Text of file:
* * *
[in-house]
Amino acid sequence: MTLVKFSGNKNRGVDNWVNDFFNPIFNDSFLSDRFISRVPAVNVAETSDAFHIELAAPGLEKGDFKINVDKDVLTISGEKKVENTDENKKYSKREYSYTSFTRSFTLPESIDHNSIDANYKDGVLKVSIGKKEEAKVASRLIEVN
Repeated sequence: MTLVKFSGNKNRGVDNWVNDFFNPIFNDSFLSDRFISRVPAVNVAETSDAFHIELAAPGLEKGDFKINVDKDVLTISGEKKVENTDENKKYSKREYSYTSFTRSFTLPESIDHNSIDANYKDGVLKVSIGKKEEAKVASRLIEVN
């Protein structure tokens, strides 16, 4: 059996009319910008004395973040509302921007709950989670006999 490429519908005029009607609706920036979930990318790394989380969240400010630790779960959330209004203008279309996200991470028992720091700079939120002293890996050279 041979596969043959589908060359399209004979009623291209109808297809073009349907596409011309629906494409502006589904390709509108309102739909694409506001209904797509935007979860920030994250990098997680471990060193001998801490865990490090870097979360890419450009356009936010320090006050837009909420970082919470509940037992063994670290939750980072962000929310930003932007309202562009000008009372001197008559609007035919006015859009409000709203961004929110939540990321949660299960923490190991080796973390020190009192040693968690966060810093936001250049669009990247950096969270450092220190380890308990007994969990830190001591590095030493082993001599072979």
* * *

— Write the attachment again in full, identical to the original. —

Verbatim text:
[in-house]
Amino acid sequence: MTLVKFSGNKNRGVDNWVNDFFNPIFNDSFLSDRFISRVPAVNVAETSDAFHIELAAPGLEKGDFKINVDKDVLTISGEKKVENTDENKKYSKREYSYTSFTRSFTLPESIDHNSIDANYKDGVLKVSIGKKEEAKVASRLIEVN
Repeated sequence: MTLVKFSGNKNRGVDNWVNDFFNPIFNDSFLSDRFISRVPAVNVAETSDAFHIELAAPGLEKGDFKINVDKDVLTISGEKKVENTDENKKYSKREYSYTSFTRSFTLPESIDHNSIDANYKDGVLKVSIGKKEEAKVASRLIEVN
């Protein structure tokens, strides 16, 4: 059996009319910008004395973040509302921007709950989670006999 490429519908005029009607609706920036979930990318790394989380969240400010630790779960959330209004203008279309996200991470028992720091700079939120002293890996050279 041979596969043959589908060359399209004979009623291209109808297809073009349907596409011309629906494409502006589904390709509108309102739909694409506001209904797509935007979860920030994250990098997680471990060193001998801490865990490090870097979360890419450009356009936010320090006050837009909420970082919470509940037992063994670290939750980072962000929310930003932007309202562009000008009372001197008559609007035919006015859009409000709203961004929110939540990321949660299960923490190991080796973390020190009192040693968690966060810093936001250049669009990247950096969270450092220190380890308990007994969990830190001591590095030493082993001599072979």